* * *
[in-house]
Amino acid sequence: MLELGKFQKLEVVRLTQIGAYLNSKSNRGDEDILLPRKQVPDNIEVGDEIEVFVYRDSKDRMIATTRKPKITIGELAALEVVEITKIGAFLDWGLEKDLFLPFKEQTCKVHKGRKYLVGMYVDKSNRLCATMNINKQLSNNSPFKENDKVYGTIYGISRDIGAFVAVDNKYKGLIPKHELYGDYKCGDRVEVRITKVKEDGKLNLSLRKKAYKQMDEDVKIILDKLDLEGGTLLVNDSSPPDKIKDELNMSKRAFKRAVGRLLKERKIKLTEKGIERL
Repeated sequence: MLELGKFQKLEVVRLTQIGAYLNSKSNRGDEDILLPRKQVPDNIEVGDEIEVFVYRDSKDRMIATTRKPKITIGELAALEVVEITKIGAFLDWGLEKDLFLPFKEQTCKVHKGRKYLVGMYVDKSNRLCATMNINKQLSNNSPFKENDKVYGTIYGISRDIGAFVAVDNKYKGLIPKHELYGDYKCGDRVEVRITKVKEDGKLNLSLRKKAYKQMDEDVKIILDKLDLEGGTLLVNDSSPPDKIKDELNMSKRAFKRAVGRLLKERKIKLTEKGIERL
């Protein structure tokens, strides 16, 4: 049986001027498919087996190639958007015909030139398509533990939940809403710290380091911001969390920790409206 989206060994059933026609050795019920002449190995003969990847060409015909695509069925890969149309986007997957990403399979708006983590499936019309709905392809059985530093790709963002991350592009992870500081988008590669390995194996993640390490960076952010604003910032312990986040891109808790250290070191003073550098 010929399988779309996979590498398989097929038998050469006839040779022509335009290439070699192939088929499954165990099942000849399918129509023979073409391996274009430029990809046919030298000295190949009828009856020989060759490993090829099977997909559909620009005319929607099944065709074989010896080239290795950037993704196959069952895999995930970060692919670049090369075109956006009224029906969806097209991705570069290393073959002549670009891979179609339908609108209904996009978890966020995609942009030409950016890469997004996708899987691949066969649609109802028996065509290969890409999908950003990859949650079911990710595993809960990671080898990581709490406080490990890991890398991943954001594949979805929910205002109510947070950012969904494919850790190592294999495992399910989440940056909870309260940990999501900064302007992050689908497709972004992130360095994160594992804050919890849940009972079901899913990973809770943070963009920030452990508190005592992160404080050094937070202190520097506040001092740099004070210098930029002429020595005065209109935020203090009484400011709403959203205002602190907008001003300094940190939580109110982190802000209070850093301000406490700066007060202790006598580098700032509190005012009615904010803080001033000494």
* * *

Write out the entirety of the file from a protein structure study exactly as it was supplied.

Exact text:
[in-house]
Amino acid sequence: MLELGKFQKLEVVRLTQIGAYLNSKSNRGDEDILLPRKQVPDNIEVGDEIEVFVYRDSKDRMIATTRKPKITIGELAALEVVEITKIGAFLDWGLEKDLFLPFKEQTCKVHKGRKYLVGMYVDKSNRLCATMNINKQLSNNSPFKENDKVYGTIYGISRDIGAFVAVDNKYKGLIPKHELYGDYKCGDRVEVRITKVKEDGKLNLSLRKKAYKQMDEDVKIILDKLDLEGGTLLVNDSSPPDKIKDELNMSKRAFKRAVGRLLKERKIKLTEKGIERL
Repeated sequence: MLELGKFQKLEVVRLTQIGAYLNSKSNRGDEDILLPRKQVPDNIEVGDEIEVFVYRDSKDRMIATTRKPKITIGELAALEVVEITKIGAFLDWGLEKDLFLPFKEQTCKVHKGRKYLVGMYVDKSNRLCATMNINKQLSNNSPFKENDKVYGTIYGISRDIGAFVAVDNKYKGLIPKHELYGDYKCGDRVEVRITKVKEDGKLNLSLRKKAYKQMDEDVKIILDKLDLEGGTLLVNDSSPPDKIKDELNMSKRAFKRAVGRLLKERKIKLTEKGIERL
């Protein structure tokens, strides 16, 4: 049986001027498919087996190639958007015909030139398509533990939940809403710290380091911001969390920790409206 989206060994059933026609050795019920002449190995003969990847060409015909695509069925890969149309986007997957990403399979708006983590499936019309709905392809059985530093790709963002991350592009992870500081988008590669390995194996993640390490960076952010604003910032312990986040891109808790250290070191003073550098 010929399988779309996979590498398989097929038998050469006839040779022509335009290439070699192939088929499954165990099942000849399918129509023979073409391996274009430029990809046919030298000295190949009828009856020989060759490993090829099977997909559909620009005319929607099944065709074989010896080239290795950037993704196959069952895999995930970060692919670049090369075109956006009224029906969806097209991705570069290393073959002549670009891979179609339908609108209904996009978890966020995609942009030409950016890469997004996708899987691949066969649609109802028996065509290969890409999908950003990859949650079911990710595993809960990671080898990581709490406080490990890991890398991943954001594949979805929910205002109510947070950012969904494919850790190592294999495992399910989440940056909870309260940990999501900064302007992050689908497709972004992130360095994160594992804050919890849940009972079901899913990973809770943070963009920030452990508190005592992160404080050094937070202190520097506040001092740099004070210098930029002429020595005065209109935020203090009484400011709403959203205002602190907008001003300094940190939580109110982190802000209070850093301000406490700066007060202790006598580098700032509190005012009615904010803080001033000494």